SE Wisconsin sees sharp rise in drownings this summer; COVID-19 could play role


MILWAUKEE -- There has been a sharp rise in drownings in southeast Wisconsin this summer. Health experts shared one surprising reason for that increase -- and offered safety tips that could save your life.

There have been more drownings in southeast Wisconsin in the last six months than in all of 2019.

Dr. Margaret Barron

"I have personally had to tell many mothers that their child or their teenager is gone," said Ascension Health Care Emergency Medicine Specialist Margaret Barron.

Dr. Barron said some of the effects of COVID-19 could be to blame for this recent spike in drownings. Many public pools are closed, so people are opting for more dangerous waters with currents including Lake Michigan. Also, there are no lifeguards on duty.

If you believe you are at risk of drowning, Dr. Barron said to follow the three Fs -- flip, float, and follow.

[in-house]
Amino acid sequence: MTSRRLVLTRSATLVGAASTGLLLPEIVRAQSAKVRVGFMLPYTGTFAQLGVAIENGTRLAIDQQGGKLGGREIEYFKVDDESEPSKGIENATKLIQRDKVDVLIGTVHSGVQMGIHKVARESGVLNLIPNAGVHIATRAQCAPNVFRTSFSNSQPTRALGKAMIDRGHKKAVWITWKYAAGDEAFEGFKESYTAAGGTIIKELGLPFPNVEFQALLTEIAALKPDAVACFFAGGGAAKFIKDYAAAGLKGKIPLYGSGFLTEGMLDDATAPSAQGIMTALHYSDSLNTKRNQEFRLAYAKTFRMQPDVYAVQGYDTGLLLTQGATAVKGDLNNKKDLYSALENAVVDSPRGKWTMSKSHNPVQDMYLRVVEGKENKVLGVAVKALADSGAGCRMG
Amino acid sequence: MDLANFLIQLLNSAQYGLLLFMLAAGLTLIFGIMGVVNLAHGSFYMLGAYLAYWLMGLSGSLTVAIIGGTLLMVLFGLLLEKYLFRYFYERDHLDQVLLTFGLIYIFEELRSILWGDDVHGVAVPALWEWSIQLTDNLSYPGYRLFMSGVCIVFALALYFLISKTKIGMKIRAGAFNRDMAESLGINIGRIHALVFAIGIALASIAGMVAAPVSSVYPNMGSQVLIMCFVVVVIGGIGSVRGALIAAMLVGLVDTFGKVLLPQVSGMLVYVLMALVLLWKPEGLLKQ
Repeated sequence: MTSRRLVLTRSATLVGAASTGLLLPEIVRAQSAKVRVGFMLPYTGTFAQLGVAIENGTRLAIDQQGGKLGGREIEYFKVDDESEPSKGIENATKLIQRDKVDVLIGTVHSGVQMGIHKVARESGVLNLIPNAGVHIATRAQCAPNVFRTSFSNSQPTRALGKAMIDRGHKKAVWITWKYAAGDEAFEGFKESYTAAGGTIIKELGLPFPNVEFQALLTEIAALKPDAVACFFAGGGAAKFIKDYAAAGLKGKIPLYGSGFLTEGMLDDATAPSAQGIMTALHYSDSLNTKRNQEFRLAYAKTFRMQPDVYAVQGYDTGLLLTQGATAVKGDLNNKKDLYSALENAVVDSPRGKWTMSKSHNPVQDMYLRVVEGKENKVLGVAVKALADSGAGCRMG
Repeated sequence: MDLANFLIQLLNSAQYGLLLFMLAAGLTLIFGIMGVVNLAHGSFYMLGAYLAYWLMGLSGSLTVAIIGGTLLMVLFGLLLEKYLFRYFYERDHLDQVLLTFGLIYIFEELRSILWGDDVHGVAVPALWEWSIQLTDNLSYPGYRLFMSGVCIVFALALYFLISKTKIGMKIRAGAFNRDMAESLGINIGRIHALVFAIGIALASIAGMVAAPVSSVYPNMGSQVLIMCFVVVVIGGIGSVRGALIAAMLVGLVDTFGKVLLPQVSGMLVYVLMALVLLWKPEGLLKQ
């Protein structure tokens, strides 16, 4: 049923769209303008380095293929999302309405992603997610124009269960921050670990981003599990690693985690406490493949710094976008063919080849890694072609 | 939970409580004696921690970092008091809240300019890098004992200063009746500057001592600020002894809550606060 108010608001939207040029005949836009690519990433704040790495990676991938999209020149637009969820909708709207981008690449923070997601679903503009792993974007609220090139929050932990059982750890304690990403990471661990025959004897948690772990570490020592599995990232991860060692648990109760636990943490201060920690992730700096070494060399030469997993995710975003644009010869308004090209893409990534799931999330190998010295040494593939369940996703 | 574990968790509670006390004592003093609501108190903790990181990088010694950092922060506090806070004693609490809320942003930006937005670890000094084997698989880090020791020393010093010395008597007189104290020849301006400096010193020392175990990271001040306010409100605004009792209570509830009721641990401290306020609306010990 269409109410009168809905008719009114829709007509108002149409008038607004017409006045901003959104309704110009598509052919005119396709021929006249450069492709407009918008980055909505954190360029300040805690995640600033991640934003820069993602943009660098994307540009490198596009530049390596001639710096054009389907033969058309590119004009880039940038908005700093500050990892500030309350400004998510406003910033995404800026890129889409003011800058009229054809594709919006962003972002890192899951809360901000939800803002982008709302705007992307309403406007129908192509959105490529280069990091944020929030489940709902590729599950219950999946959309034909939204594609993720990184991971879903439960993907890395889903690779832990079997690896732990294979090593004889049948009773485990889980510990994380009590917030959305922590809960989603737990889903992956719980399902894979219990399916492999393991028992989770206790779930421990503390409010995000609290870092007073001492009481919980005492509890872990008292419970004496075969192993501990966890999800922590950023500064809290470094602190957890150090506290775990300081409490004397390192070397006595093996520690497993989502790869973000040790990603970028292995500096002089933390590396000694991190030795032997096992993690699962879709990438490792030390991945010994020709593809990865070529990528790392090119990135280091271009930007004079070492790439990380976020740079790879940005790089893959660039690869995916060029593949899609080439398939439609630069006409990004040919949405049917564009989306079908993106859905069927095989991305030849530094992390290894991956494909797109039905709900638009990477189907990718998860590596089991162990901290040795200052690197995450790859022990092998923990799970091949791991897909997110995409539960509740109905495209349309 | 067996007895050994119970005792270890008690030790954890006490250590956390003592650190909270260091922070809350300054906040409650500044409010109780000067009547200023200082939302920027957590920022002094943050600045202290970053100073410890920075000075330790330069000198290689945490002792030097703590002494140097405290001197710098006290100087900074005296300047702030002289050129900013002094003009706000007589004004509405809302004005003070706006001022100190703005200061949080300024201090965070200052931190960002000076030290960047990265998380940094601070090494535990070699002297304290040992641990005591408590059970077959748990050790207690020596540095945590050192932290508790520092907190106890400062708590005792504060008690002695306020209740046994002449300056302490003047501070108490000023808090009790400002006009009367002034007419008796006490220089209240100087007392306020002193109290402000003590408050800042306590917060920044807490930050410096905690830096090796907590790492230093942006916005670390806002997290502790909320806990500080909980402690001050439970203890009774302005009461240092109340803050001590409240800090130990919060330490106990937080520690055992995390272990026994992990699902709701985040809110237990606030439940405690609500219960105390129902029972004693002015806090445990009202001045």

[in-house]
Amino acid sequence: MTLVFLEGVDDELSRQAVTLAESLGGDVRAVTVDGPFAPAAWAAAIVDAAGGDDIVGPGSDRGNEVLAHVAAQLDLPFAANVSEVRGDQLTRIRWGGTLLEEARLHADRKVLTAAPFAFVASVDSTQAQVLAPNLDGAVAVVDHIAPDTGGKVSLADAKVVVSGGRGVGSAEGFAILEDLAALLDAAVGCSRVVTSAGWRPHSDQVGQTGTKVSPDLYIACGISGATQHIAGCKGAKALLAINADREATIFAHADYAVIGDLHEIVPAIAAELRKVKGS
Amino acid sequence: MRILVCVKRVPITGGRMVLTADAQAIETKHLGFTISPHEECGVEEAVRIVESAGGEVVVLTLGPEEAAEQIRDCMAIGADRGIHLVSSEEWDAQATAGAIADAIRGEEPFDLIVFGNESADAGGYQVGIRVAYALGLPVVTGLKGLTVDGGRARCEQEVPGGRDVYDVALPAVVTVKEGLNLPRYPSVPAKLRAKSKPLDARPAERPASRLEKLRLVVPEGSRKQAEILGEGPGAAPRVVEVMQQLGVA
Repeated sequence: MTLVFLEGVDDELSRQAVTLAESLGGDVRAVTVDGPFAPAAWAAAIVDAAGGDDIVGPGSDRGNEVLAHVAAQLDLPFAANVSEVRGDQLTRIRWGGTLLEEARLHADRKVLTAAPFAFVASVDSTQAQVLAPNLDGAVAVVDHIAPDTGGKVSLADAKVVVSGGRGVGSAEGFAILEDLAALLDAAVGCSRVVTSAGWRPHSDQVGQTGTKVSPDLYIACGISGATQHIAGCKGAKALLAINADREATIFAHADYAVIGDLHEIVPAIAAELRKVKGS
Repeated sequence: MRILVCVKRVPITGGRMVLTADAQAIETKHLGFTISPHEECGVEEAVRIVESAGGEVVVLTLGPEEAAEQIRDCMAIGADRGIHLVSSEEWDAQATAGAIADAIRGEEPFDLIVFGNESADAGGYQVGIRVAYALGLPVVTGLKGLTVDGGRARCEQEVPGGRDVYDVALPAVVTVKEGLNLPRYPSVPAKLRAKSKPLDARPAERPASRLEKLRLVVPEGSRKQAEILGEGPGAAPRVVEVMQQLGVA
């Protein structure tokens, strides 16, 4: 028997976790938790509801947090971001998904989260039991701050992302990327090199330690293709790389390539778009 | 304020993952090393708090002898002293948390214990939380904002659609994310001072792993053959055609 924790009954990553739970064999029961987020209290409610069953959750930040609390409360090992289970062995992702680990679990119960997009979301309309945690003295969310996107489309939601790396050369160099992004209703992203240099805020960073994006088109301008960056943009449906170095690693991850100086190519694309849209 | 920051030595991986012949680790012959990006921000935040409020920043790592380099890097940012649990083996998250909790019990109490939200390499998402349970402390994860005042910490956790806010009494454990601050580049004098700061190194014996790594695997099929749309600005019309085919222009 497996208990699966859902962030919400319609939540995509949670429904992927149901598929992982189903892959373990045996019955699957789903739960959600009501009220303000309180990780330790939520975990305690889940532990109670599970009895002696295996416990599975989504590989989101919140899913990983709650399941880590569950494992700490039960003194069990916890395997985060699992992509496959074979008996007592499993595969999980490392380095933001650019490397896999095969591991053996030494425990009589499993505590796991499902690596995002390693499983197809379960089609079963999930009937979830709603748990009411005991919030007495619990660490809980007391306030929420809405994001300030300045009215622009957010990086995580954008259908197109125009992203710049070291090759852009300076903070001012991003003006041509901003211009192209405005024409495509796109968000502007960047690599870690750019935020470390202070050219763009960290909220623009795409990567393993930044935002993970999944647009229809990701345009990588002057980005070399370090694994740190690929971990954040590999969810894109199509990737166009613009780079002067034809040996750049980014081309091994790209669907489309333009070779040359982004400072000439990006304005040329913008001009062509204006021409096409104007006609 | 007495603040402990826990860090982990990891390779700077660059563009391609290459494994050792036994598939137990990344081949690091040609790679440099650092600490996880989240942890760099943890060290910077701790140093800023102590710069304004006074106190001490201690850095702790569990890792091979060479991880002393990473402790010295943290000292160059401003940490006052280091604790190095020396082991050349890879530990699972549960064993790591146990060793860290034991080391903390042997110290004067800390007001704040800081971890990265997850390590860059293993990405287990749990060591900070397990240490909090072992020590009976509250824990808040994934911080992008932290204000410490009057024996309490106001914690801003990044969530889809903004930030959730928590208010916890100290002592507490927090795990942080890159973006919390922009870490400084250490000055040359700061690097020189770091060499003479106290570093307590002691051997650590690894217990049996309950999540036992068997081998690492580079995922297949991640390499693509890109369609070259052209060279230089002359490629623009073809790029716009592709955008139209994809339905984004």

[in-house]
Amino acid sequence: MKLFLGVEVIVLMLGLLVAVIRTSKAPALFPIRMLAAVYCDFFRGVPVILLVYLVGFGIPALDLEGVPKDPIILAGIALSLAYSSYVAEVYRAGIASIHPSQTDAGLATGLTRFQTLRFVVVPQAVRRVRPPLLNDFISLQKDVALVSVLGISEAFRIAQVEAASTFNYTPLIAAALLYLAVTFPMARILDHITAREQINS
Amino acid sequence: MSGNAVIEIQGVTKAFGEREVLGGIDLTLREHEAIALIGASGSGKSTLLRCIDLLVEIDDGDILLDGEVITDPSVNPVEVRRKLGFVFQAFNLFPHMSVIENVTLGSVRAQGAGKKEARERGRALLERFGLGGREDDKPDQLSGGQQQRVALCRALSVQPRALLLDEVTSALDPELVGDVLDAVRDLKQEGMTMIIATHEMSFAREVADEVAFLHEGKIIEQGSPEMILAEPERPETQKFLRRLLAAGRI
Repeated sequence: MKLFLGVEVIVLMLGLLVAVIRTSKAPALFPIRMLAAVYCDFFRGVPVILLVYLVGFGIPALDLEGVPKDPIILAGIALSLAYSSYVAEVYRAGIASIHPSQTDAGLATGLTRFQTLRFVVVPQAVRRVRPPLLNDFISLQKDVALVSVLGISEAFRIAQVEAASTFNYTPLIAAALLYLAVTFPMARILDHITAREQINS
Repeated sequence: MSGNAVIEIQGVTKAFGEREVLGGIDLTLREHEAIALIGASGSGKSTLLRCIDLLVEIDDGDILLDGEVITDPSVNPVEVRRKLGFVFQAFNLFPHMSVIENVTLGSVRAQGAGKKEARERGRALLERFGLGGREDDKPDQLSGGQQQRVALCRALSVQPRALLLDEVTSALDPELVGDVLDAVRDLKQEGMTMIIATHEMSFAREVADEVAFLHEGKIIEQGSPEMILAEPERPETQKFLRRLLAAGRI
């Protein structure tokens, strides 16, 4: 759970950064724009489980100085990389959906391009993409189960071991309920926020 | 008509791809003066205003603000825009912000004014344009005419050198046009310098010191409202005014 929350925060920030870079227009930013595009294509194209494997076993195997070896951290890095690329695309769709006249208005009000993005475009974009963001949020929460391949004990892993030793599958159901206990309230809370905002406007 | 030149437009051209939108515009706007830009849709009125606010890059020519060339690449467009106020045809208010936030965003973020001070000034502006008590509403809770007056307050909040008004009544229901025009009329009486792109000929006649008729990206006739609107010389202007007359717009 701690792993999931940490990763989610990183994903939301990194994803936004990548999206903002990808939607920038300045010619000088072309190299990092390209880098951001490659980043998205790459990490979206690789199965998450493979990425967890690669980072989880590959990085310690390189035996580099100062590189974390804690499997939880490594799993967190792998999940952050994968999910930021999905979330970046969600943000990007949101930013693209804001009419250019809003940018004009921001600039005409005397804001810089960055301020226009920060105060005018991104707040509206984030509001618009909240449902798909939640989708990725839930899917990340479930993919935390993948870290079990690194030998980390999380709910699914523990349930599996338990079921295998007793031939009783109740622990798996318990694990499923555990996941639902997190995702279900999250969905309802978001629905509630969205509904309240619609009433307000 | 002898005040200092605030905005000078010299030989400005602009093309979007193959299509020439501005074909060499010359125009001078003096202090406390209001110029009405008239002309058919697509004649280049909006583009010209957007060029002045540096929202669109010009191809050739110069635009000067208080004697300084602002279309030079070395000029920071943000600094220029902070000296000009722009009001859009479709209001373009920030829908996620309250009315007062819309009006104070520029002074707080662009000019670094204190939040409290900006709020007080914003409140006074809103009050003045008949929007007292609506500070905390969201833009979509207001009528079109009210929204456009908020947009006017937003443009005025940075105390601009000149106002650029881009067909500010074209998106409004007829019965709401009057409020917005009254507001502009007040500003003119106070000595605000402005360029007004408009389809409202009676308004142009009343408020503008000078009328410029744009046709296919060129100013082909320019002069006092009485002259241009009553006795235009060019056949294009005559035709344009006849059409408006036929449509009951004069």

"Flip over onto your back and keep your head above water. And lie on your back and try to figure out which way the current is pulling you," Dr. Barron said. "And then, try and swim perpendicular to the current. If you can`t do that, stay on your back until someone notices you."

The doctor also said everyone needs to wear a life jacket.

"We have some unique currents here that they don't have in any other large lakes," Dr. Barron said. "You can actually get caught in one of those currents when you're only knee deep...if you fall, it just drags you out."

Ascension asks people with small pools to dump the water every night -- saying young children can drown in less than a foot of water. They saw a drowning can happen in a matter of seconds.

Learn more about the Great Lakes Surf Rescue Project

McKinley Beach, Milwaukee